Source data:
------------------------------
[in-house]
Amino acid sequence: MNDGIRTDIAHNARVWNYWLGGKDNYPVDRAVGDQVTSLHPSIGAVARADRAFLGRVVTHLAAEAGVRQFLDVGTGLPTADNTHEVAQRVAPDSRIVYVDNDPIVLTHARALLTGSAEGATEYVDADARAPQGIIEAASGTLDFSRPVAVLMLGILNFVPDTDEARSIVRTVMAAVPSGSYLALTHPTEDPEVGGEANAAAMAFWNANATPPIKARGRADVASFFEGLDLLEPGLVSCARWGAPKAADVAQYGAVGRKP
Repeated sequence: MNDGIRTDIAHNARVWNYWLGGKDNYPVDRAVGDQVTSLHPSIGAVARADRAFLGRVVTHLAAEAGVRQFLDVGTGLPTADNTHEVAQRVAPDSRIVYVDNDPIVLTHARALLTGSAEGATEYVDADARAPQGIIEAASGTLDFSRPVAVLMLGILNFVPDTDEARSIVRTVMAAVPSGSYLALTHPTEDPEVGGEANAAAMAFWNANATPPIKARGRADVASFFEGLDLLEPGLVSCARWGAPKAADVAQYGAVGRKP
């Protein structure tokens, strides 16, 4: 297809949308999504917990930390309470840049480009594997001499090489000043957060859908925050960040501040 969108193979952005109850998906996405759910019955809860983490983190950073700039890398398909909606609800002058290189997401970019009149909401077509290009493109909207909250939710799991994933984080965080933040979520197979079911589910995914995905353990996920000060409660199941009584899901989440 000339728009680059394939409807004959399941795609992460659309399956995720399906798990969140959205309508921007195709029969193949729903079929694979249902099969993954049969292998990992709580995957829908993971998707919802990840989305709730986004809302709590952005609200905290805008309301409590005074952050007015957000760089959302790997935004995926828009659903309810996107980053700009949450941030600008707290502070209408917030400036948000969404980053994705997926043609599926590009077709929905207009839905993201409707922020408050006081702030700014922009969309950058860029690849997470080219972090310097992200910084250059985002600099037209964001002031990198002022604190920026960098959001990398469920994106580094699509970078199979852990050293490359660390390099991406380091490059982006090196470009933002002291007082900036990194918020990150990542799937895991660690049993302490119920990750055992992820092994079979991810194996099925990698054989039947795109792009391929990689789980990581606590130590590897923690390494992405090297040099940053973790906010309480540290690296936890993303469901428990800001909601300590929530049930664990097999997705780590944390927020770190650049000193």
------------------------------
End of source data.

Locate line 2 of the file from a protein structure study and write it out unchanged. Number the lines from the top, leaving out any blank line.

Amino acid sequence: MNDGIRTDIAHNARVWNYWLGGKDNYPVDRAVGDQVTSLHPSIGAVARADRAFLGRVVTHLAAEAGVRQFLDVGTGLPTADNTHEVAQRVAPDSRIVYVDNDPIVLTHARALLTGSAEGATEYVDADARAPQGIIEAASGTLDFSRPVAVLMLGILNFVPDTDEARSIVRTVMAAVPSGSYLALTHPTEDPEVGGEANAAAMAFWNANATPPIKARGRADVASFFEGLDLLEPGLVSCARWGAPKAADVAQYGAVGRKP